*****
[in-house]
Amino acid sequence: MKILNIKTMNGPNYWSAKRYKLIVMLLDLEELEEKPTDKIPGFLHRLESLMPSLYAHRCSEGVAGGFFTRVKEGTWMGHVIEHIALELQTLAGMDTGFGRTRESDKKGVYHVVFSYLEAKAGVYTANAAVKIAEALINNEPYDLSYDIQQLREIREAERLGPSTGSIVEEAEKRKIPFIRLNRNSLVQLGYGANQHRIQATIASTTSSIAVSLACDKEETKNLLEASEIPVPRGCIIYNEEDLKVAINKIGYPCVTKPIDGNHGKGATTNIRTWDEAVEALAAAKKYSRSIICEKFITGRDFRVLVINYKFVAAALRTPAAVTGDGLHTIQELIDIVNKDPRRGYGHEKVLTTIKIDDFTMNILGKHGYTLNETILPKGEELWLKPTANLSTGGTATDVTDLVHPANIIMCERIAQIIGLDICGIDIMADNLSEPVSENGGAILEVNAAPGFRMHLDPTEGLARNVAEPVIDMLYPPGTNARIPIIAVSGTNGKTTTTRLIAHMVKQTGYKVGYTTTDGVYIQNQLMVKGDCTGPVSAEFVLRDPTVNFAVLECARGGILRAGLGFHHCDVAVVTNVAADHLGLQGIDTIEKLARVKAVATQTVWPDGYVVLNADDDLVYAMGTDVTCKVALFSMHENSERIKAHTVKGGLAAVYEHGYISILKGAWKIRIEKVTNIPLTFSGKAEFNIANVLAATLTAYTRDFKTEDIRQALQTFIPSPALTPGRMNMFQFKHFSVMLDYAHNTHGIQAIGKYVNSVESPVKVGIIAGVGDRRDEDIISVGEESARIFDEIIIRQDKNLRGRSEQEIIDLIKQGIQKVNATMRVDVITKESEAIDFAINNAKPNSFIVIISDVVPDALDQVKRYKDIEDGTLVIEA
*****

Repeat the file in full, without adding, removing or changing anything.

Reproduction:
[in-house]
Amino acid sequence: MKILNIKTMNGPNYWSAKRYKLIVMLLDLEELEEKPTDKIPGFLHRLESLMPSLYAHRCSEGVAGGFFTRVKEGTWMGHVIEHIALELQTLAGMDTGFGRTRESDKKGVYHVVFSYLEAKAGVYTANAAVKIAEALINNEPYDLSYDIQQLREIREAERLGPSTGSIVEEAEKRKIPFIRLNRNSLVQLGYGANQHRIQATIASTTSSIAVSLACDKEETKNLLEASEIPVPRGCIIYNEEDLKVAINKIGYPCVTKPIDGNHGKGATTNIRTWDEAVEALAAAKKYSRSIICEKFITGRDFRVLVINYKFVAAALRTPAAVTGDGLHTIQELIDIVNKDPRRGYGHEKVLTTIKIDDFTMNILGKHGYTLNETILPKGEELWLKPTANLSTGGTATDVTDLVHPANIIMCERIAQIIGLDICGIDIMADNLSEPVSENGGAILEVNAAPGFRMHLDPTEGLARNVAEPVIDMLYPPGTNARIPIIAVSGTNGKTTTTRLIAHMVKQTGYKVGYTTTDGVYIQNQLMVKGDCTGPVSAEFVLRDPTVNFAVLECARGGILRAGLGFHHCDVAVVTNVAADHLGLQGIDTIEKLARVKAVATQTVWPDGYVVLNADDDLVYAMGTDVTCKVALFSMHENSERIKAHTVKGGLAAVYEHGYISILKGAWKIRIEKVTNIPLTFSGKAEFNIANVLAATLTAYTRDFKTEDIRQALQTFIPSPALTPGRMNMFQFKHFSVMLDYAHNTHGIQAIGKYVNSVESPVKVGIIAGVGDRRDEDIISVGEESARIFDEIIIRQDKNLRGRSEQEIIDLIKQGIQKVNATMRVDVITKESEAIDFAINNAKPNSFIVIISDVVPDALDQVKRYKDIEDGTLVIEA